Apocalypticism and Norman Cohn


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Essay #: 063353
Total text length is 9,626 characters (approximately 6.6 pages).

Excerpts from the Paper

The beginning:
Apocalypticism and Norman Cohn: A connection exists between Zoroastrianism and Judeo-Christian
– but Cohn over-states his case
The essential argument at the heart of Cohn’s work is that Jews and Christians were not the first to believe that there would arrive a final apocalypse that would leave the world transformed and purified and which would ensure that the redeemed and elected would inherit that earth and all things upon it; this innovation belongs to the Zoroastrians. Cohn begins his support for this thesis by noting that the Egyptians believed in a demiurge that created order (the world) out of chaos; the burning imperative in Egyptian society was to forever maintain order against the threat of chaos. For the...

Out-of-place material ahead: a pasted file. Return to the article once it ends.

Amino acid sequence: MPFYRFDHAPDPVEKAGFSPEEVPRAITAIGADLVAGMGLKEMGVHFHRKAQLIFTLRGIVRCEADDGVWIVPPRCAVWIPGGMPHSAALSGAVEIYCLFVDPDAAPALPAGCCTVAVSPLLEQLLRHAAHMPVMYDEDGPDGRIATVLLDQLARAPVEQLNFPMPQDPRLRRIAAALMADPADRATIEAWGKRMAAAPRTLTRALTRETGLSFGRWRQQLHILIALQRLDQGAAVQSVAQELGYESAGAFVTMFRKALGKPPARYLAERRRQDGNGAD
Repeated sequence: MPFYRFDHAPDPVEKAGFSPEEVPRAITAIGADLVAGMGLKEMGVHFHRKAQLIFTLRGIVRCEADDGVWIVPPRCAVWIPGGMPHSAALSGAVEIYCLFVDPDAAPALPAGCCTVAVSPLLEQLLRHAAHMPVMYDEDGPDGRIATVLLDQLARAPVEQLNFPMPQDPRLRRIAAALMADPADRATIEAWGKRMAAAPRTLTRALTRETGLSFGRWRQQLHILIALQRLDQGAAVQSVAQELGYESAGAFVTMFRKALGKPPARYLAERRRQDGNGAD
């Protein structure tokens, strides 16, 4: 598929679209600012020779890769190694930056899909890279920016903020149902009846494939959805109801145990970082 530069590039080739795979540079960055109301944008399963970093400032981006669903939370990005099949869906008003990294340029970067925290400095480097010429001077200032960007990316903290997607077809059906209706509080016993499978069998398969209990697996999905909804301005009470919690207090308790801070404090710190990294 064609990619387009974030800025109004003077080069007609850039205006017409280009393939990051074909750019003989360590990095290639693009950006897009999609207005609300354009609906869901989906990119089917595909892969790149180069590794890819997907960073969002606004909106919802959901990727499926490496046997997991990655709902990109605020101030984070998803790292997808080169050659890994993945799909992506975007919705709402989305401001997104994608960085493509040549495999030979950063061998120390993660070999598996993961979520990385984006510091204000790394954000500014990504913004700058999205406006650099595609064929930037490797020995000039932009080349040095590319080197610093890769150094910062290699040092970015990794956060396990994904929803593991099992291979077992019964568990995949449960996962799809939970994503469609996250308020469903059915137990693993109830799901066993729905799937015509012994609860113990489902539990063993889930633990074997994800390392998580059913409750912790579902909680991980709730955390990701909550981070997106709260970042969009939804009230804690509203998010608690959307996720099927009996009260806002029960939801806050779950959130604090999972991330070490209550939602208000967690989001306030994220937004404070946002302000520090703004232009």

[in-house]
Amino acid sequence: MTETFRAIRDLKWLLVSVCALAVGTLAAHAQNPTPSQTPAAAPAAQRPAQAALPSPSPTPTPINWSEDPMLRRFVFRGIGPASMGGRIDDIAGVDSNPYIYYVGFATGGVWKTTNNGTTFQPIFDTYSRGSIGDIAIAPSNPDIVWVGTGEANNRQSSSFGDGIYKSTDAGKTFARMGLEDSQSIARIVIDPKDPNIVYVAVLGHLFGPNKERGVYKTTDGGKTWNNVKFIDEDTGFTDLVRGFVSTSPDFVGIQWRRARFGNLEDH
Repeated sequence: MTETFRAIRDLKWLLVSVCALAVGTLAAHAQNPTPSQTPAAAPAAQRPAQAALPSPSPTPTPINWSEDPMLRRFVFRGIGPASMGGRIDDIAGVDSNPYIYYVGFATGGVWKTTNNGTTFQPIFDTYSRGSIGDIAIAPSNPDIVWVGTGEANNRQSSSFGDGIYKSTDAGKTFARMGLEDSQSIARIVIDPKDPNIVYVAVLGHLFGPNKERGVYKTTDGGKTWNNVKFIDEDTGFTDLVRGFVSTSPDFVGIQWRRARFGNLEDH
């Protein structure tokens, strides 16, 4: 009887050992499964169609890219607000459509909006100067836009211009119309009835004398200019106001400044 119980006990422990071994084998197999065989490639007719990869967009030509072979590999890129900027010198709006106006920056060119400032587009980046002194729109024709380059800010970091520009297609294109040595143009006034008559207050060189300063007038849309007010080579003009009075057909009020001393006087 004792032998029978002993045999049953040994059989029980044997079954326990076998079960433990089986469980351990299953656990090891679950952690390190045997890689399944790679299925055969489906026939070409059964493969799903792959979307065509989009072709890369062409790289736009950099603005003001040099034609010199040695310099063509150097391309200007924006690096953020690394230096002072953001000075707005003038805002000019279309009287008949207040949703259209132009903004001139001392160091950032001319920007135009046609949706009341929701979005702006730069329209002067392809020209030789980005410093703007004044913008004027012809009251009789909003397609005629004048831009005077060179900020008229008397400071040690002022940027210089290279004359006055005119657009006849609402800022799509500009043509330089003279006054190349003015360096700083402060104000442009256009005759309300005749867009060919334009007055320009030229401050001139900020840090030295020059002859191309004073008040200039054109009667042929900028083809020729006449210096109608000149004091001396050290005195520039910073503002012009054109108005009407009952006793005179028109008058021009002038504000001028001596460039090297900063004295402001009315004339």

The end:
.....tions; he cannot unequivocally prove Zoroastrianism was the definitive inspiration for Judeo-Christian apocalyptic thought (at least it is not there in the body of his text) and that means we should view his work cautiously.
In the end, this is a well-written book that is lucid and enjoyable. However, the book is compromised in some ways by the fact that it appears a little too glib about passing off conjecture and assumption as fact – and there are pertinent concerns about the rather informal or loose methodology that Cohn employs when dating Zoroastrianism. On balance, though, it is an informative text.
Works Cited
Cohn, Norman. Cosmos, Chaos, and the World to Come: the Ancient Roots of Apocalyptic Faith. New Haven (Conn.): Yale UP, 2001.